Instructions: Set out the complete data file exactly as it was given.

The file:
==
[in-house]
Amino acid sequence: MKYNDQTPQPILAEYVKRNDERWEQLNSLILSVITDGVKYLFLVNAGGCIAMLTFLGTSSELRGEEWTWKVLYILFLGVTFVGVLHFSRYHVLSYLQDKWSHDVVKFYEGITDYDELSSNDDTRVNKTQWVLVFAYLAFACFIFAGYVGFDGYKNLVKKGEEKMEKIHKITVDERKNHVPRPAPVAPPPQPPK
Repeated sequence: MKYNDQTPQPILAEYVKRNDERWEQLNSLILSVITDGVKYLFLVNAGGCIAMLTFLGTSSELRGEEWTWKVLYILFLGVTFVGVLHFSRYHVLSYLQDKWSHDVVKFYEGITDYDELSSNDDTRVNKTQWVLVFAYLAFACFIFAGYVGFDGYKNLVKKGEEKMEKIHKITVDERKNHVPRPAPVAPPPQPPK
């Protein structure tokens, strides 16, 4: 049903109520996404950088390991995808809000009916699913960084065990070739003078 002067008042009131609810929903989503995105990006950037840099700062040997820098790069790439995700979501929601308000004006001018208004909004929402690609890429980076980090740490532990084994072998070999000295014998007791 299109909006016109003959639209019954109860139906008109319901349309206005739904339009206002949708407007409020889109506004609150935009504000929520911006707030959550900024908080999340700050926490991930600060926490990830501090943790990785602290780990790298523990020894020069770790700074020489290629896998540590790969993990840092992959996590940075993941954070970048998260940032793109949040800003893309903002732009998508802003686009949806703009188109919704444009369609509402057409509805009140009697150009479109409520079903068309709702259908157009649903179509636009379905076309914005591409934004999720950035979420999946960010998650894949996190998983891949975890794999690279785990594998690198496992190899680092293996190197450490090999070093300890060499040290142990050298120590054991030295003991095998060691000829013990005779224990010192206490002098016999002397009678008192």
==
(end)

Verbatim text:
[in-house]
Amino acid sequence: MKYNDQTPQPILAEYVKRNDERWEQLNSLILSVITDGVKYLFLVNAGGCIAMLTFLGTSSELRGEEWTWKVLYILFLGVTFVGVLHFSRYHVLSYLQDKWSHDVVKFYEGITDYDELSSNDDTRVNKTQWVLVFAYLAFACFIFAGYVGFDGYKNLVKKGEEKMEKIHKITVDERKNHVPRPAPVAPPPQPPK
Repeated sequence: MKYNDQTPQPILAEYVKRNDERWEQLNSLILSVITDGVKYLFLVNAGGCIAMLTFLGTSSELRGEEWTWKVLYILFLGVTFVGVLHFSRYHVLSYLQDKWSHDVVKFYEGITDYDELSSNDDTRVNKTQWVLVFAYLAFACFIFAGYVGFDGYKNLVKKGEEKMEKIHKITVDERKNHVPRPAPVAPPPQPPK
């Protein structure tokens, strides 16, 4: 049903109520996404950088390991995808809000009916699913960084065990070739003078 002067008042009131609810929903989503995105990006950037840099700062040997820098790069790439995700979501929601308000004006001018208004909004929402690609890429980076980090740490532990084994072998070999000295014998007791 299109909006016109003959639209019954109860139906008109319901349309206005739904339009206002949708407007409020889109506004609150935009504000929520911006707030959550900024908080999340700050926490991930600060926490990830501090943790990785602290780990790298523990020894020069770790700074020489290629896998540590790969993990840092992959996590940075993941954070970048998260940032793109949040800003893309903002732009998508802003686009949806703009188109919704444009369609509402057409509805009140009697150009479109409520079903068309709702259908157009649903179509636009379905076309914005591409934004999720950035979420999946960010998650894949996190998983891949975890794999690279785990594998690198496992190899680092293996190197450490090999070093300890060499040290142990050298120590054991030295003991095998060691000829013990005779224990010192206490002098016999002397009678008192």